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Marijuana grower hoping to hit pay dirt

Along the hills leading to Mount Spokane, Frank Schade has turned an old warehouse building into an indoor farm with the newly legal and valuable crop: marijuana.

He’s set up security cameras and alarms, purchased the best in organic and natural products and brought in cultivars that are sure to find favor in the market, he said.

Schade says he is on course to become one of the state’s newest marijuana millionaires thanks to the voter-approved initiative measure two years ago.

As the first retail outlets prepare to open on Tuesday, Schade, a licensed marijuana grower, plans to have some of his product on the shelf – as long as supplies last, he said.

The emerging business is like a modern-day gold rush, and “I’ve got a honey hole,” he said.

Schade is the seventh grower in Washington to be licensed, he said. That was back in April. He has invested $100,000 in getting set up and complying with state regulations at his fenced location on North Forker Road.

He said he obtained his plants and a lot of his know-how from legal medical marijuana cultivation and even had a hand in developing some of his own cultivars. They are a cross between the two main subspecies of the plant – Cannabis sativa from the Western Hemisphere and Cannabis indica from Asia and North Africa.

The cultivars go by names like Northern Lights, Dutch Passion, Blue Dream, L.A. Cheese and Jack Haze. They differ in the effect on the body, with some favored for medicinal use over others.

Schade’s own plants play off his business name of Green Surfer. Customers who want to try his product should look for Purple or Silver Surfer.

He said he expects a shortage of supply for the first six to 12 months of legal sales. Growers and retailers are setting an initial retail price at $25 a gram, more than double the long-standing black market price of $10 a gram. The legal retail price should eventually come down to about that level or lower, he said.

Everyone knows that if you give the plants water, fertilizer and light they will grow.

“It’s a lot like a tomato farm,” Schade said.

Schade starts his plants from cuttings, also called clones, in a small nursery area with a drip water system to keep the slips hydrated. Once they are rooted, they are moved to the vegetation room, where they are placed under high intensity lamps that provide a blue spectrum of light to mimic spring and early summer.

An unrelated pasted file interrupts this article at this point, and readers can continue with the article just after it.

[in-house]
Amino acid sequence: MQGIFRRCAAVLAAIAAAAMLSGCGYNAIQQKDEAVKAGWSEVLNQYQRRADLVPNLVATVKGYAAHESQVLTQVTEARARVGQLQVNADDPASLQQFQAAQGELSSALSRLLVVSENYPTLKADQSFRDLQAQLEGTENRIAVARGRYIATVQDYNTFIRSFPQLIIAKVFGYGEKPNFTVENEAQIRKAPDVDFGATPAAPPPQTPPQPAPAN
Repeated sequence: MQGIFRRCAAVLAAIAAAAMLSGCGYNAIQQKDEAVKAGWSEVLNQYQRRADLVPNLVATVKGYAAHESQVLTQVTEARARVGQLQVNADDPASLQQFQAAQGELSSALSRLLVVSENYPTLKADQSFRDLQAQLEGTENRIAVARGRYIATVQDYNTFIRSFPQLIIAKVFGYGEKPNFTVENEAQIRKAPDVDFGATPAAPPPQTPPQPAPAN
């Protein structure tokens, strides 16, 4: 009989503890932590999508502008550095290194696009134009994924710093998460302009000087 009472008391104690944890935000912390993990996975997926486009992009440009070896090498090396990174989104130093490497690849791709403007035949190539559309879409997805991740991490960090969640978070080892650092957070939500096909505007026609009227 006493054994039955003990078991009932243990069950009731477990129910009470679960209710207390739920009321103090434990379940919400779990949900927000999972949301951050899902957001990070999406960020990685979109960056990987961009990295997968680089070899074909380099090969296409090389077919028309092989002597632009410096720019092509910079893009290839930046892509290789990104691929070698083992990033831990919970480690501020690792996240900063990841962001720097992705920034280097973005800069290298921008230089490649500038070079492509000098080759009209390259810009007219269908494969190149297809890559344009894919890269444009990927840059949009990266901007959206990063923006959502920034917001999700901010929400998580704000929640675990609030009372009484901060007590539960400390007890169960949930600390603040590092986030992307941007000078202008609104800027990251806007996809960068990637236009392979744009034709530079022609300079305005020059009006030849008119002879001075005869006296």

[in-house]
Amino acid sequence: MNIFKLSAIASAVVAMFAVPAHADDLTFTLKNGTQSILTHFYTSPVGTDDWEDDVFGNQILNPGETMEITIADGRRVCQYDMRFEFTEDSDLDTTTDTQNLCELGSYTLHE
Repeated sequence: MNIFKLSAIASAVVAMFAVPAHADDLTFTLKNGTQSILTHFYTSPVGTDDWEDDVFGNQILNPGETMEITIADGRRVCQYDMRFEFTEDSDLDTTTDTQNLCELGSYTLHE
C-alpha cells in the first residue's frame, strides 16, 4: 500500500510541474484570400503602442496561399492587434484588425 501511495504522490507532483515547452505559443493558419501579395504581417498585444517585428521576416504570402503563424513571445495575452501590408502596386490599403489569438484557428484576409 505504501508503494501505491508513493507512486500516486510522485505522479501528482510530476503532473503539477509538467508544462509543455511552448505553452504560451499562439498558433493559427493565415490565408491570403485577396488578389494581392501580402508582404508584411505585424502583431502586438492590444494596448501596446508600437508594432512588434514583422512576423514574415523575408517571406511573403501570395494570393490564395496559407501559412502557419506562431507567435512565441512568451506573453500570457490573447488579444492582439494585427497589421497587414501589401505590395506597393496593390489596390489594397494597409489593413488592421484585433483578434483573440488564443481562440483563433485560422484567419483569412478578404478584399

Marijuana is dioecious, meaning there are male and female plants. The female flowers, if left unfertilized by male pollen, develop the large flower buds with the higher levels of drug compounds.

After the plants get several feet tall, Schade moves them into the flower or bud room where the light is cut to 12 hours a day to mimic the approach of autumn when the plants would bloom in nature, much like a Christmas cactus or poinsettia. Schade even uses a different artificial light spectrum that has more yellow and orange to create his own fall effect indoors.

To get the maximum size and potency out of his plants, Schade uses an organic potting medium with seabird guano, kelp meal and oyster shell flour among its contents. He mixes that with a special type of sand so the roots get plenty of air. He applies probiotics and supplements the nutrients by feeding the leaves with a fertilizer solution. A gallon of liquid Aqua Flakes fertilizer costs $130.

He pumps carbon dioxide into his growing rooms to promote plant metabolism.

“I’m a pretty good pot grower,” Schade said.

Should pests or diseases turn up, he said he will use only products that are considered organic, although the state is allowing a range of pesticides.

Curing the harvested plants is a science of its own, Schade said.

All of the plants will be tested for potency and pesticide residue, and each plant will be tracked with a unique identifying code. Schade said he expects his plants to test out at 15 to 22 percent of the active compound known by the initials THC, or tetrahydrocannabinol.

While the flower buds become product for recreational drug use, the stems and leaves probably won’t go to waste.

Schade said they are valuable for hemp products and infused beers, and may go for as much as $200 a pound.

Not all of his neighbors are happy with his arrival. At a recent public hearing before the Spokane County commissioners last month, residents along Forker Road complained that they were not notified in advance. The same complaint was heard from other agricultural neighborhoods.

County officials explained that marijuana is legal to grow in agricultural zones and is not subject to special notice or a conditional use permit.

Residents at the hearing said they are concerned about growing operations drawing crime to their neighborhoods.

Schade told commissioners that the fears are unfounded.

During a later interview, he said he understands the concerns and would be happy to answer any questions his neighbors might have.

“The snack section at 7-Eleven should be concerned, but not many others,” he said.



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